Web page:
Episode 004: Bianca Dominguez, An Entrepreneurial Spanish Speaking Graduate

In December 2014, Project ñ joined Bianca at her college graduation commencement ceremony with Metropolitan State University of Denver as she received a diploma for Entrepreneurial Studies and Spanish Language. Dominguez finds herself torn between the Mexican side of her family that supports her and pushes her to do her best, and the American culture that at times rejects her by underestimating her but also encourages her to be more independent. Related Links: Metropolitan State University of Denver, Journey Through Our Heritage, Denver School of the Arts


Bianca: I have heard people say Beyonca like, put like a ‘y’ in there somewhere instead of Bianca and then Domingues they say Domingwez they pronounce the ‘u’ and we are not supposed to pronounce it. I don’t pronounce my name any other way to make it easier for others to say it. I think it’s just because I feel like my name is part of my identity because I am very proud to be Chicana.  That’s one of the things that I still have, my name. (music)  My mom she is from El Paso, she was raised in Jaurez and then my dad he is from Morelos, Guerrelo. The rest of my family is from Juarez as well. My dad wanted a boy when I was born. He wanted a boy and because I came out a girl he left. It hurt me growing up because I have always had like a sense of like I am not good enough, like that’s really cowardly of someone to do just because I wasn’t a boy. When middle school came around my mom did the impossible to not allow me to go to my home school. She came across Denver School of the Arts and she helped me go through the process of the audition, the portfolio, the interview all that good stuff.  Luckily for me I got accepted, you know, I was excited because I love to do art, I was very creative. It is just hard going to a school that I liked because of what I did when I would get bullied just because I was like one of the few little Mexican kids running around there. I didn’t have friends. I did but they were fake friends, if you know what I mean, and it made my experience a lot harder just because I feel like I couldn’t fit in. I couldn’t fit in anywhere I guess, but I understood the importance of what my mom wanted to see for me, she wanted something better for me. I told myself after high school walking that stage I cried so much, I cried so much because I was like ‘Oh my God it’s over’ and I told myself ‘ it’s like a new beginning now, I am going to go to college’.  I remember going to college I was a whole different person, like I was reborn.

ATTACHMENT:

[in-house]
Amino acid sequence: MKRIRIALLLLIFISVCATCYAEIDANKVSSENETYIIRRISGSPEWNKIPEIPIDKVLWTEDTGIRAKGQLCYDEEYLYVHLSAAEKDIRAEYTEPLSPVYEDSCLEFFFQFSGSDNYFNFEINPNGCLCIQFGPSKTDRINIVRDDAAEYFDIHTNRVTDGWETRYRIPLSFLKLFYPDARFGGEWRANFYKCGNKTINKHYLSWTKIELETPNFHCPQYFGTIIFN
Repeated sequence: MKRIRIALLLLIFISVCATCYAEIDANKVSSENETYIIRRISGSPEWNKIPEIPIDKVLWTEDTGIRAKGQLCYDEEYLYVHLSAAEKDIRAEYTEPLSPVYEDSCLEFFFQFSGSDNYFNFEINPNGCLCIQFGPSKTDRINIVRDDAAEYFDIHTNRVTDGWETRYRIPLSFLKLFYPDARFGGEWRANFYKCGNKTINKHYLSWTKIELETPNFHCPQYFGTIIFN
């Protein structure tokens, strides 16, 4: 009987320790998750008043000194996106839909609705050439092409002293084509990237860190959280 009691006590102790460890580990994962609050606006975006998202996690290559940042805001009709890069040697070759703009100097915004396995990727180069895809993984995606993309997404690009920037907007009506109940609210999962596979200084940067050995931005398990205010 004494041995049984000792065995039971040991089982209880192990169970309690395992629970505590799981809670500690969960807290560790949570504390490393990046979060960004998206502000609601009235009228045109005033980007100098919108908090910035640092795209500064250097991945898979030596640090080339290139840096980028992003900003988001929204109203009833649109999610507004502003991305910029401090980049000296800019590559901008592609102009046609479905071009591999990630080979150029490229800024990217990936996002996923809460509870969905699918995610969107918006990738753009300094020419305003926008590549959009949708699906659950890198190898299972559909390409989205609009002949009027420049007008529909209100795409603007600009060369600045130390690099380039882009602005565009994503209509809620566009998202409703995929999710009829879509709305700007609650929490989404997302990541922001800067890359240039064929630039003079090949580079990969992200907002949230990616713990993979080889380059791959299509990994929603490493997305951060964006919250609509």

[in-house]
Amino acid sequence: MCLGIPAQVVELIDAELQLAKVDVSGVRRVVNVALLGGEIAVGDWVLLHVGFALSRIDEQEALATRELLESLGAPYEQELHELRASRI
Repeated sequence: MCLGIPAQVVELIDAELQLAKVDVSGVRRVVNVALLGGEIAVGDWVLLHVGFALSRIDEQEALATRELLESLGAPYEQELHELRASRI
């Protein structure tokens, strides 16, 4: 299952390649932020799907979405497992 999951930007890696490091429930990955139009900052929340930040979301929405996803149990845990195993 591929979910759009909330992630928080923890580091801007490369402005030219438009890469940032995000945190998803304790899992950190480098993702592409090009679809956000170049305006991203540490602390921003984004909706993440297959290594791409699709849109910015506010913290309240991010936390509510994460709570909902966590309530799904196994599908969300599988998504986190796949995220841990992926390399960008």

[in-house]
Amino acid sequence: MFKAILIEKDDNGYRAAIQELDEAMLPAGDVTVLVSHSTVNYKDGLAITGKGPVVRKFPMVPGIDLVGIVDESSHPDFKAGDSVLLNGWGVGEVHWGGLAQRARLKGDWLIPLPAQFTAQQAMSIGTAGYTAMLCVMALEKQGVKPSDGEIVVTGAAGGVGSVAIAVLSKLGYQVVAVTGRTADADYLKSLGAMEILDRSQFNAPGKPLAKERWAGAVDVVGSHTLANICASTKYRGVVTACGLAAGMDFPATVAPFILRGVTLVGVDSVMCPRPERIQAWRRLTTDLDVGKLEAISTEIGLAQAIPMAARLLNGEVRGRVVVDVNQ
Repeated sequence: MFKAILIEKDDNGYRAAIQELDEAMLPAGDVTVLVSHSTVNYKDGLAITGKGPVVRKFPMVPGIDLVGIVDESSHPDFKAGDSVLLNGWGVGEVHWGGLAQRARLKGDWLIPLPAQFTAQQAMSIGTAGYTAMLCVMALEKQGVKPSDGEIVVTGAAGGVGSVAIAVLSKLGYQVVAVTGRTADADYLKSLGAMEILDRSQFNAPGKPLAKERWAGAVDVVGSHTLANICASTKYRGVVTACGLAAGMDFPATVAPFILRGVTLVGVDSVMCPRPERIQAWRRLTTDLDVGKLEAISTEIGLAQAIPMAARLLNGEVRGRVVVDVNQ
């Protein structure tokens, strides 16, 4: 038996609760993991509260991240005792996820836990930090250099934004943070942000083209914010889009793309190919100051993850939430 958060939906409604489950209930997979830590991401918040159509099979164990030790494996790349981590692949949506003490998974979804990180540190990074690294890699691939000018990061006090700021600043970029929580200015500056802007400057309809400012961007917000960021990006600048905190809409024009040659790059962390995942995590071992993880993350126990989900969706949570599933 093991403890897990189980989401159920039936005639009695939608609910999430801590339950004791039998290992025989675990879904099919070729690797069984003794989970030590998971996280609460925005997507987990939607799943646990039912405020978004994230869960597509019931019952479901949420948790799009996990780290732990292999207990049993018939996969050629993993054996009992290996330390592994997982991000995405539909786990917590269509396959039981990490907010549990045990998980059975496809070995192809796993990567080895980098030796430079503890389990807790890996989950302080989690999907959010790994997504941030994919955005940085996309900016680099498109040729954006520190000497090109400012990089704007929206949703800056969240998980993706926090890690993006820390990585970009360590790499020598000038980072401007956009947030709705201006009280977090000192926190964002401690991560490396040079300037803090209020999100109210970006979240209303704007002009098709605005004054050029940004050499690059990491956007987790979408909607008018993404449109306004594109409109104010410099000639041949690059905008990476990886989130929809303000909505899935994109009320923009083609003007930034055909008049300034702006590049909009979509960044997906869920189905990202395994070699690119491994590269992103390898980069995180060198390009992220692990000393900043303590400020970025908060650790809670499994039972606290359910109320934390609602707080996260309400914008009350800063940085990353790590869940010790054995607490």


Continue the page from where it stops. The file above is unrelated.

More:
You know Bianca Dominguez is getting a degree in Spanish.  She is first generation. What that means is that she is the first one in her family that has graduated, I think, from both high school and college and she made it.

Bianca: If it wasn’t for like different people, like Dr. Ramon and Dr. Rene Furtado and just a few other like from my Entrepreneurship Minor I don’t think I would have made it.

Modern Languages: Bianca (Donnamingis) Dominguez. I remember graduating high school and I told myself  ‘ I am going to go to college now’ and I don’t know if I am going to make it through but if I do, that‘ll be the day, darn I can do anything.

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3 replies
  1. Tracy Sherman
    Tracy Sherman says:

    I know a bit of what she’s going through! My dad is from Costa Rica & left before I was born. He started a new family & his new wife forbade him to see or speak to me. I met him once when I was 6 (I’m 33 now). I also was the 1st in my family to graduate college – B.A in Spanish.

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